After time though, as I began to grow in the Lord, and experience some revelation… and after having corrected a couple of things; at one point I walked in on a group of elders in the church – you know: worship leaders, class teachers, deacons – all gossiping maliciously about some certain lady in the congregation. I was shocked, and immediately rebuked the whole lot of leaders; I know, I know: ‘Rebuke not an elder’ (1 Tim. 5:1), right? Believe you, me, a spirit of condemnation came over me later for what I had done, and I had to really wrestle with whether that was right, or not (now that I’ve worked through it, let me save you any suspense: it was right.)
I did not rebuke the group in pride, or out of any malicious frustration – I had walked in on them doing wrong, and was taken aback: I didn’t know what to do: it was either rebuke them, or approve of their slander – taking part their sin, so I just did the first thing that came over me. It was probably the Holy Spirit (yet so condemned I was afterward that I apologized to one of these elders; to his great credit, he had the character to tell me I should not apologize, that I had been right, and they in the wrong and he was rightly corrected).
This instance didn’t become the issue which disenfranchised me, but as I began to grow in the Lord – I moved beyond the level and degree of a mere congregant. I will here strike at (what I believe to be,) largely, the heart of the matter: when I grew and developed beyond a mere babe in Christ, suckling tenderly upon the teat of the church (please take no offence, its a biblical parable I’m using (Is. 28:9)) I was unable to find the same comfort and nourishment from her.
In my Christian experience – because of the lifestyle of sin and degradation that I was coming out of – it was necessary for me to spend copious amounts of time in the word, and in the presence of God, just to consistently overcome the immense spiritual warfare that came over me. Yet, this being thrust into the consistent seeking the Lord caused me to develop, and advance more spiritually than other Christians around me – and I could not understand their complacency (this type of dynamic is actually reasonably typical of people saved out of a lifestyle of intense rebellion to the will of God).
In a relatively short span of time I was no longer the fresh young disciple poster-boy of the church. Truth be told, I was becoming a minister, but the local assembly didn’t really know what to do with me – they gave general encouragement in my continued development, but I had already outgrown their resources. God was speaking to me, and I learned more from simply resting in His presence than I did listening to the pastor, or going to classes (indeed, some of what God showed me began to be in conflict with what was sometimes being taught by the pastor, or in classes). I understand the word declared by the psalmist, who said:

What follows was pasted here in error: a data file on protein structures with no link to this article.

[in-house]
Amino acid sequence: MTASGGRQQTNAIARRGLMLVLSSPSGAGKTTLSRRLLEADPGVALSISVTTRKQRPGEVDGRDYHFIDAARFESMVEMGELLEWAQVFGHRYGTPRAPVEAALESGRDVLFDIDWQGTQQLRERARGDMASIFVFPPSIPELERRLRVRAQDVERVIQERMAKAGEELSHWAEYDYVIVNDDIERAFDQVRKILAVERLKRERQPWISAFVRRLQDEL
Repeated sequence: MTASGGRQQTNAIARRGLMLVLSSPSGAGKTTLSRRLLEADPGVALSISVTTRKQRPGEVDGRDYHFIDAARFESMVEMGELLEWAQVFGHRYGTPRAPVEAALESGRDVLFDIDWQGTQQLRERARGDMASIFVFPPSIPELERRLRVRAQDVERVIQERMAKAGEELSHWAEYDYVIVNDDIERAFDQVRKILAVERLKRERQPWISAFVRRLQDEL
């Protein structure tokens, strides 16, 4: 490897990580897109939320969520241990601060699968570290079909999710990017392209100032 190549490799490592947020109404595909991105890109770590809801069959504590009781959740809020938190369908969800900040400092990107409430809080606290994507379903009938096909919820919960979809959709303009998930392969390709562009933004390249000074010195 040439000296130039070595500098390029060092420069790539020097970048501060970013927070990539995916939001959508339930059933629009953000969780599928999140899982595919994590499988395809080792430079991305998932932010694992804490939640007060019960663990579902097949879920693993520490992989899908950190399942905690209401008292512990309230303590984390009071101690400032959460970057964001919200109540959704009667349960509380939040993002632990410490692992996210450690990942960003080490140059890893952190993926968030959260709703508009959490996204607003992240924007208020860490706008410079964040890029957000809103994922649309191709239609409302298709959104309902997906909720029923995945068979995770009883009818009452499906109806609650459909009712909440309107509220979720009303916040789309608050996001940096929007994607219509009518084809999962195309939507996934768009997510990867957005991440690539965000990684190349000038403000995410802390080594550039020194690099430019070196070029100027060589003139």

I have more understanding than all my teachers: for thy testimonies are my meditation. (Ps. 119:99)
Yet, I also was not fully mature spiritually, and in the flesh was still a teenager. I would occasionally backslide in fairly major ways. I was at that awkward pubescent teenage phase in spiritual development:
you know – moving in the right direction but with gangly growing limbs, patches hair showing up in weird places, voice occasionally cracking. I.e. becoming more spiritual, but still carnal in many ways, working at deciphering which feelings, or senses are soulish (emotional/ cognitive), and which are spiritual, etc.
Now, I have come to find that further revelation of the simple Gospel, and patience is what it takes to develop fully in the spirit, but many Christians (and ministers) had not yet developed beyond the total dependency to church phase (just frankly). If the minister said something: it was Gospel Truth; if the church leadership approved of something, then you knew it was okay – if they disapproved of something, then it was surely of the devil.
Let me just stop and say that most church organizations don’t seem to move their people past that phase. What is the vision of the church? Unfortunately, with the setup of most church organizations, the end goal is: lots of congregants. The more people that are in a church, the better, and healthier we think it is. If a body can’t keep members, then we have to assess why (notice, this IS the topic issue we started with?), and figure out what we need to do in order to keep people there.
Here is the flaw with that perspective: if the end goal is the number of congregants that attend church weekly, then the end goal ISN’T developing Christians so that they can be mature ministers. Do you see what I mean?